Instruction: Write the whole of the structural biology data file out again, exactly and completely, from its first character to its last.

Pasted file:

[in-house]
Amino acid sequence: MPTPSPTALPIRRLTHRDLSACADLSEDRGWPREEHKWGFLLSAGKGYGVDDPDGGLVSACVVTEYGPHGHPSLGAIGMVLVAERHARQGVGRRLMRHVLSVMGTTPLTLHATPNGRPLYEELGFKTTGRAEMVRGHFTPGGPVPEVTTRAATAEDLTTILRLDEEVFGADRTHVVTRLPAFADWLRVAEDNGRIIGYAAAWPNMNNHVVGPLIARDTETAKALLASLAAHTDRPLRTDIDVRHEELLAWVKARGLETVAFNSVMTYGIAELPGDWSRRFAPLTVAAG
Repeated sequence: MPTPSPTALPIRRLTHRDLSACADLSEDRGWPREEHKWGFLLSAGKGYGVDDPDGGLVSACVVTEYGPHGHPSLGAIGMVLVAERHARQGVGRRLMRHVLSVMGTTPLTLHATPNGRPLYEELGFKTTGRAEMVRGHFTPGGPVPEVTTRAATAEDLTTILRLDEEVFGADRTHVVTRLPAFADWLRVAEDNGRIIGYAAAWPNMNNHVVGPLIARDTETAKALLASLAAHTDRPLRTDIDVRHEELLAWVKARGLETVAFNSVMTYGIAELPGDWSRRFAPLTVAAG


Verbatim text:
[in-house]
Amino acid sequence: MPTPSPTALPIRRLTHRDLSACADLSEDRGWPREEHKWGFLLSAGKGYGVDDPDGGLVSACVVTEYGPHGHPSLGAIGMVLVAERHARQGVGRRLMRHVLSVMGTTPLTLHATPNGRPLYEELGFKTTGRAEMVRGHFTPGGPVPEVTTRAATAEDLTTILRLDEEVFGADRTHVVTRLPAFADWLRVAEDNGRIIGYAAAWPNMNNHVVGPLIARDTETAKALLASLAAHTDRPLRTDIDVRHEELLAWVKARGLETVAFNSVMTYGIAELPGDWSRRFAPLTVAAG
Repeated sequence: MPTPSPTALPIRRLTHRDLSACADLSEDRGWPREEHKWGFLLSAGKGYGVDDPDGGLVSACVVTEYGPHGHPSLGAIGMVLVAERHARQGVGRRLMRHVLSVMGTTPLTLHATPNGRPLYEELGFKTTGRAEMVRGHFTPGGPVPEVTTRAATAEDLTTILRLDEEVFGADRTHVVTRLPAFADWLRVAEDNGRIIGYAAAWPNMNNHVVGPLIARDTETAKALLASLAAHTDRPLRTDIDVRHEELLAWVKARGLETVAFNSVMTYGIAELPGDWSRRFAPLTVAAG